To face the growing number of cyber-threats and be ready for the "fourth industrial revolution", British manufacturers are being urged to step up their cyber-security planning.
EEF, the Engineering Employers' Federation, surveyed over 650 respondents in the technology, consultancy and professional services as well as government, education, financial services, insurance, banking and other sectors, sampling from a range of small, medium and large businesses in the UK.
Last year, 90 percent of large businesses and 74 percent of small businesses reported a security breach, an increase from 2014.
The findings show that 46 percent of manufacturers failed to increase their investment in cyber-security over the past two years. Two in ten firms are not actively making employees aware of cyber-risks. And 56 percent say cyber-security is given serious attention by their board. Only 36 percent of manufacturers have an incident response plan in place.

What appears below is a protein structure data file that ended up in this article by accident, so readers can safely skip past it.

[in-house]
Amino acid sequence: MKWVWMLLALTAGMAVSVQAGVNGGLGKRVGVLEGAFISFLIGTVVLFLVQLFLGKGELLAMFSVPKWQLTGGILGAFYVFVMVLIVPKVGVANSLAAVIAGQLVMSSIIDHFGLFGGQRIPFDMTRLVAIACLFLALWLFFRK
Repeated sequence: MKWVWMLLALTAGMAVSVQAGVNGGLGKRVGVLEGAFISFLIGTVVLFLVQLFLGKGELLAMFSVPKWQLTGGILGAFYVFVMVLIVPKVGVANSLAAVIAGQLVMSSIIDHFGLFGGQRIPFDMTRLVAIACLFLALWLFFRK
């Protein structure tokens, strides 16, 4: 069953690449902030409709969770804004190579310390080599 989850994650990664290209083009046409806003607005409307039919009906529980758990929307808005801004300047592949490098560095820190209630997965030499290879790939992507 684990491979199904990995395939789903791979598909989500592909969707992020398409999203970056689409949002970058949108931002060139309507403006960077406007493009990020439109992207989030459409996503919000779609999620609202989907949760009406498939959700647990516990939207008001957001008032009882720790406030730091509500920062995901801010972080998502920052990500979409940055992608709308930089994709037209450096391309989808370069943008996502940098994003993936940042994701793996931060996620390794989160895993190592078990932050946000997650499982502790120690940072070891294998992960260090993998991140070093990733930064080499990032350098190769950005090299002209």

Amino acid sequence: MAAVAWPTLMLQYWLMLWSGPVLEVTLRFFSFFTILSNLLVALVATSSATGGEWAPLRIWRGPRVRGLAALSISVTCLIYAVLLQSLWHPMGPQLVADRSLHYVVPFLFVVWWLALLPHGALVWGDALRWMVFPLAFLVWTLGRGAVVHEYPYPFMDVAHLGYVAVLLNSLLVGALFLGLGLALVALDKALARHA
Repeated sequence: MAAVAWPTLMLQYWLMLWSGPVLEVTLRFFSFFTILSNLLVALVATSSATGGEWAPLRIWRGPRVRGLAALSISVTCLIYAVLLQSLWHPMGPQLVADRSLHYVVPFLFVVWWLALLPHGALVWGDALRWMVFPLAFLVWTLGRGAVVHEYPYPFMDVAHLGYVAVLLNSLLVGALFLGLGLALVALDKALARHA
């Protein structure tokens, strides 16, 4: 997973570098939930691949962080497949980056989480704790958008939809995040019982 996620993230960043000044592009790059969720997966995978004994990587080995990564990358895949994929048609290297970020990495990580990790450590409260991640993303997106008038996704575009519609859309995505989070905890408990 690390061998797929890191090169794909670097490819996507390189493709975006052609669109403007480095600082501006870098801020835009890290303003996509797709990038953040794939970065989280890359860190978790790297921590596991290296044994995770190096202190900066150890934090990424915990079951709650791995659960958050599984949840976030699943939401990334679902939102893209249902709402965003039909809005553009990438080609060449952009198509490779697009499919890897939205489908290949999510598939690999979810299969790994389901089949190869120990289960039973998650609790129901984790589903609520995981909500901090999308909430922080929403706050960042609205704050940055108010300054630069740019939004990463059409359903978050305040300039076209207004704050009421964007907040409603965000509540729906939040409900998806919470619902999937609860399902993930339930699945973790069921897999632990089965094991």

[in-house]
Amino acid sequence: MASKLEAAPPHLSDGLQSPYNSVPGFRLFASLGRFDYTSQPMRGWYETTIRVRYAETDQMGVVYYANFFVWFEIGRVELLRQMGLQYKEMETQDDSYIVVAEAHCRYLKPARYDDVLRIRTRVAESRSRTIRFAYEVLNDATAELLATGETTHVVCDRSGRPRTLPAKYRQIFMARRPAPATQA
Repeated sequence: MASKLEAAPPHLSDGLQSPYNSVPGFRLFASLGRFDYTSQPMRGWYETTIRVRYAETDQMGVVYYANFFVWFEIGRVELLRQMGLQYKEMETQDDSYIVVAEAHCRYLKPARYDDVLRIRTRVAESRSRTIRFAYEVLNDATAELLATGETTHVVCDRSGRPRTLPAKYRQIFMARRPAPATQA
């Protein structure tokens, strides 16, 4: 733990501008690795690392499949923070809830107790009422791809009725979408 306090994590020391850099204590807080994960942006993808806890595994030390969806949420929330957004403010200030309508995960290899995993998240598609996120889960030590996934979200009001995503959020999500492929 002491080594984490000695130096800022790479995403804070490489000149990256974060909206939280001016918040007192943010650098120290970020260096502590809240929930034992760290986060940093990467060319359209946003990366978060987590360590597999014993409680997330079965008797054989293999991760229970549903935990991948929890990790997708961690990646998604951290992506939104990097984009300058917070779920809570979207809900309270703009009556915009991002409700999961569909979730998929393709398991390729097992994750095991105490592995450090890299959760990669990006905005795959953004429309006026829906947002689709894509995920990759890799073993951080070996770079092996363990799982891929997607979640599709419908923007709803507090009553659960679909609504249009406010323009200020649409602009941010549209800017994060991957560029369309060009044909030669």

Some 80 percent of manufacturers say that the fourth industrial revolution will be a business reality by 2025. Three core components to the transformation included:
- The Industrial Internet of Things
- Big data and real-time data analysis
- Secure and reliable digital infrastructure to support and trust machine autonomy
“As technology and data start to play increasingly critical roles in manufacturing, companies will inevitably find themselves more vulnerable to cyber breaches,” says Lee Hopley, chief economist at EEF. “It is important that manufacturers are able to identify, understand and put the correct strategies in place to keep their businesses safe and cyber secure.”